It was reported this week by Bloomberg that ‘Ghana may buy Kosmos’ stake in Jubilee Oil Field.’ The story by Rond Derby is that the state-owned Ghana National Petroleum Corp., which overseas the country’s nascent oil and gas industry, may buy Kosmos Energy LLC’s stake in the $3.1 billion Jubilee oil field.
The publication quoted Ghana’s Deputy Energy Minister Kwabena Donkor, who is in South Africa, as saying, “If they sell, the national oil company will buy their stake.” The Statesman can confirm that Kosmos is certainly selling. But, should that mean that Ghana is definitely buying?
While it may come across as very good news, it is more complicated than that. It means the Ghana Government must find more than $2 billion within the next few months. And, even more to prepare the fields for production. It explains why the Government has contracted investment bankers, Morgan Stanley, to help it raise funds for the oil and gas sector.
It is, however, making some in the NDC upper echelons very nervous. It is calculated that for Government to pursue this acquisition agenda could delay the production calendar by up to 2 years, regardless of what shares-movement-watching Tullow may get the world to believe.
In such a tight fiscal environment, the Government hopes to rely on some oil ‘windfall’ to soften the 2012 election grounds. But, the man behind it believes he is doing it for the ultimate interest of Ghana and he is determined to go ahead and win for Ghana such a vital control of its own oil fields.The man behind moves to undo and redo arrangements on Ghana’s oil is Tsatsu Tsikata, the former GNPC boss, under President Rawlings, who was fired for, what was described then as for committing GNPC to ‘over-ambitious’ investment excursions. Already, he has sent the previous government's Ghana Petroleum Authority Bill back to the drawing table for more 'consultations'. This Bill sets out the local content policy and seeks to split the regulatory role from GNPC to set up a Ghana Nationa Petroleum Authority, freeing GNPC to focus on the commercial aspect, but as a company, not a corporation.
Though he carries no official title in the President Mills administration, Mr Tsikata has managed to outmanoeuvre the likes of Ato Ahwoi, Kwame Peprah and Oteng Agyei, the official Minister for Energy, to become the country’s Oil Tsar (Czar). And, who can blame him –after all, his party founder, former President Rawlings, acknowledges his role in Ghana’s efforts to discover oil. Even though privately, Mr Rawlings is known to have shown resentment towards the ascendancy of Tsatsu Tsikata and his cousin, Kojo Tsikata in the Mills administration.
Mr Tsatsu started by attempting to get GNPC to lift oil from Nigeria but received a rebuff, with the Nigerian's maintaining that the lifting company must have a local Nigerian content.GNPC is 100% Ghana government owned.
Mr Tsikata scored a plus when he got the likes of Tullow, Kosmos and Anardarko to agree that gas that comes from the oil production belongs to Ghana. Tullow has agreed to supply 200 billion cubic feet of associated natural gas from Jubilee to the Ghanaian government to stimulate the development of infrastructure for power generation. Gas supplied above this volume will be priced subject to a gas sales agreement.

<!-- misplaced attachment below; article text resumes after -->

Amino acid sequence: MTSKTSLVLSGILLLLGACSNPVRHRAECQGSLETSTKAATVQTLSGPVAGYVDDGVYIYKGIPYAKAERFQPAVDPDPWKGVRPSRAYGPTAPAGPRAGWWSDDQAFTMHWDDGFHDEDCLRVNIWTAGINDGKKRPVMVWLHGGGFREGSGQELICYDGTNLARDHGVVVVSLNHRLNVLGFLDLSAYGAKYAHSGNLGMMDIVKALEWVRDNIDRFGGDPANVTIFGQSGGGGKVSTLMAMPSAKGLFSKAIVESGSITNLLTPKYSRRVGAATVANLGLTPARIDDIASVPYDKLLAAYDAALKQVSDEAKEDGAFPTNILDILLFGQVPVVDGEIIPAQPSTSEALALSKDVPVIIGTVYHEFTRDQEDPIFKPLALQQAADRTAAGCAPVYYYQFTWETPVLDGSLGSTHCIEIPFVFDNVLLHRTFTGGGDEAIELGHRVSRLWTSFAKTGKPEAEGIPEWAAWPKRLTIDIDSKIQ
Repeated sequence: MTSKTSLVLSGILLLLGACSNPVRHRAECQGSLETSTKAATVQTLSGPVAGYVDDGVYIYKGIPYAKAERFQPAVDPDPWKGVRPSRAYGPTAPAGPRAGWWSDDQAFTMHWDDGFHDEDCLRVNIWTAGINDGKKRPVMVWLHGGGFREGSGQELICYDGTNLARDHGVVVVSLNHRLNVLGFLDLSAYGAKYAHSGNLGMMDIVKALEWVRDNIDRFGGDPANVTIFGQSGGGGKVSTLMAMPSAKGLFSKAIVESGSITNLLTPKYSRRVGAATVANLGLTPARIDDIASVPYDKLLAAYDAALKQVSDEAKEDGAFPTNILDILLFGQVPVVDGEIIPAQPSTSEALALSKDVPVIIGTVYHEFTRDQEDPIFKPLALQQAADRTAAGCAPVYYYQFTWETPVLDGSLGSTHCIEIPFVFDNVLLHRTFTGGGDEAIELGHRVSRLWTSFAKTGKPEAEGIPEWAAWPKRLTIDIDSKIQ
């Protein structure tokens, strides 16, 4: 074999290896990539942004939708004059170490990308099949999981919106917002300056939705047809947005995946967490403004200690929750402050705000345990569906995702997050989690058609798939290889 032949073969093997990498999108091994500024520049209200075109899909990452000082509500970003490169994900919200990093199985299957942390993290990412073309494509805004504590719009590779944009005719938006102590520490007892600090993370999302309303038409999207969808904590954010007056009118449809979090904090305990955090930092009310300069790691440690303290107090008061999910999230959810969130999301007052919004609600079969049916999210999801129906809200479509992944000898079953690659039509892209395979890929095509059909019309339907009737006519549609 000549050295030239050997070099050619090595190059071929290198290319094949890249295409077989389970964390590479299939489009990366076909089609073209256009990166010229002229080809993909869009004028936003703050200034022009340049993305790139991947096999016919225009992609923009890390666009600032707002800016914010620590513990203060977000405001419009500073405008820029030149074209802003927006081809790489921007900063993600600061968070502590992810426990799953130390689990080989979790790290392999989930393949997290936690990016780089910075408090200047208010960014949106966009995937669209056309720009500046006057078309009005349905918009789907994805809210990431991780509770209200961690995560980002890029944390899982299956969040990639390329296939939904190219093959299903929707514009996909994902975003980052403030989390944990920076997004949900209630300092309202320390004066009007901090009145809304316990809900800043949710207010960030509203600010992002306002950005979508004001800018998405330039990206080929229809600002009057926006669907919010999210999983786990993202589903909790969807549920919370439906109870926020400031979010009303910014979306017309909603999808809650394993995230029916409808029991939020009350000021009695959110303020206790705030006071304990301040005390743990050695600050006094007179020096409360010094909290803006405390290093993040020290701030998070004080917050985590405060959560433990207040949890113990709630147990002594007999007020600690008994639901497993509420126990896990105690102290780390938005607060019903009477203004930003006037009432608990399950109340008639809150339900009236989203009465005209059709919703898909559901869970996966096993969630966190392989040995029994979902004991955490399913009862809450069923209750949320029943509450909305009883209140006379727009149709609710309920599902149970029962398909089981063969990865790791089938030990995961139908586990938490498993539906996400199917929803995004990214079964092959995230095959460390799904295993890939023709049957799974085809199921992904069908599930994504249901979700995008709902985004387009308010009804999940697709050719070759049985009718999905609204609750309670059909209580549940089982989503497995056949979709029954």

But, not happy with that, he has been finding ways of frustrating the exploration/production agreements his administration set, with which oil adventurists such as Kosmos worked to strike oil in deep offshore Ghana. Now he believes the 10% automatic share for GNPC plus the tax revenue, which all adds up to less than 40% of total oil revenue is not enough and that Ghana can get more. He has, thus, frustrated the signing of development agreements with the companies, for them to raise the necessary capital to begin the process of production. This delay has been most felt in the process of unitisation of the oil fields contracts.
Indeed, sources at Washington tells The Statesman that top on the agenda of the close-door discussions between US President Barrack Obama and Ghanaian President John Mills is oil. The likes of Dallas-based Kosmos have lobbied the White House hard to put pressure on the Castle to get the Ghanaian government to remove the “artificial bottlenecks” being placed to frustrate the sector’s gravitation to the production stage.
Other pressures coming from Washington are from the Bretton Wood institutions. Indeed, the World Bank has made a speedier passage of the Ghana Petroleum Authority Bill and the setting up of a framework for a transparent fiscal regime for the oil industry conditionalities for the release of the second tranche of the $300 million Economic Governance and Poverty Reduction Credit facility in October. The IMF is also expected to place certain conditions directly related to the oil before releasing funds to support the cedi’s stability and the country’s trade balance.
Kosmos owns about 30 percent of the Tullow Oil Plc-led venture that manages the field’s development. A UK newspaper recently published that Royal Dutch Shell was interested in buying Kosmos out.
Tullow reported this week suggest that the development plan for Jubilee has been finalised with the Ghanaian government and is awaiting formal approval from the Minister for Energy. Well drilling and construction of floating oil production vessels is on track to deliver first production in 2010, the company maintains. But, analysts are not so sure.
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